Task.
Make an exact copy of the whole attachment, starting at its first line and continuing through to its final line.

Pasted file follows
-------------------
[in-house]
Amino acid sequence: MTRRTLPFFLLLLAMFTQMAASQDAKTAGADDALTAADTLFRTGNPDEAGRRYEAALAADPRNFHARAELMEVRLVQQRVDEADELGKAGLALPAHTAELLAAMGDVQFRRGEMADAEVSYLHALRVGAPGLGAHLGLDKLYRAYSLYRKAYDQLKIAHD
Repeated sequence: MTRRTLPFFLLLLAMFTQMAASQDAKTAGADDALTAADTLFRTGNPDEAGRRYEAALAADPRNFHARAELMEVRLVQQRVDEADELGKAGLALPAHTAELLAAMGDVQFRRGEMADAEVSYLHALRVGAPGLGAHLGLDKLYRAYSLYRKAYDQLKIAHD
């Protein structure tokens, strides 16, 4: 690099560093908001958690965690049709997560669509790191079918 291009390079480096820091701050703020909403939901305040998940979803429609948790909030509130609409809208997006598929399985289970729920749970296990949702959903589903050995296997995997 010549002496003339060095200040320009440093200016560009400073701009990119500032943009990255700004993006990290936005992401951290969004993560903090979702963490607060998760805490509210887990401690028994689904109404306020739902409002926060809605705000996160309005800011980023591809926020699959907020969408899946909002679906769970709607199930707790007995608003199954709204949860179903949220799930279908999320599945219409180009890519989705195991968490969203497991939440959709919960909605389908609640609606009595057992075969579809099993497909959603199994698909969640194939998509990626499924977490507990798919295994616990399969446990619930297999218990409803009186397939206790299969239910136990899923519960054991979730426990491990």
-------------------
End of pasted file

[in-house]
Amino acid sequence: MTRRTLPFFLLLLAMFTQMAASQDAKTAGADDALTAADTLFRTGNPDEAGRRYEAALAADPRNFHARAELMEVRLVQQRVDEADELGKAGLALPAHTAELLAAMGDVQFRRGEMADAEVSYLHALRVGAPGLGAHLGLDKLYRAYSLYRKAYDQLKIAHD
Repeated sequence: MTRRTLPFFLLLLAMFTQMAASQDAKTAGADDALTAADTLFRTGNPDEAGRRYEAALAADPRNFHARAELMEVRLVQQRVDEADELGKAGLALPAHTAELLAAMGDVQFRRGEMADAEVSYLHALRVGAPGLGAHLGLDKLYRAYSLYRKAYDQLKIAHD
């Protein structure tokens, strides 16, 4: 690099560093908001958690965690049709997560669509790191079918 291009390079480096820091701050703020909403939901305040998940979803429609948790909030509130609409809208997006598929399985289970729920749970296990949702959903589903050995296997995997 010549002496003339060095200040320009440093200016560009400073701009990119500032943009990255700004993006990290936005992401951290969004993560903090979702963490607060998760805490509210887990401690028994689904109404306020739902409002926060809605705000996160309005800011980023591809926020699959907020969408899946909002679906769970709607199930707790007995608003199954709204949860179903949220799930279908999320599945219409180009890519989705195991968490969203497991939440959709919960909605389908609640609606009595057992075969579809099993497909959603199994698909969640194939998509990626499924977490507990798919295994616990399969446990619930297999218990409803009186397939206790299969239910136990899923519960054991979730426990491990």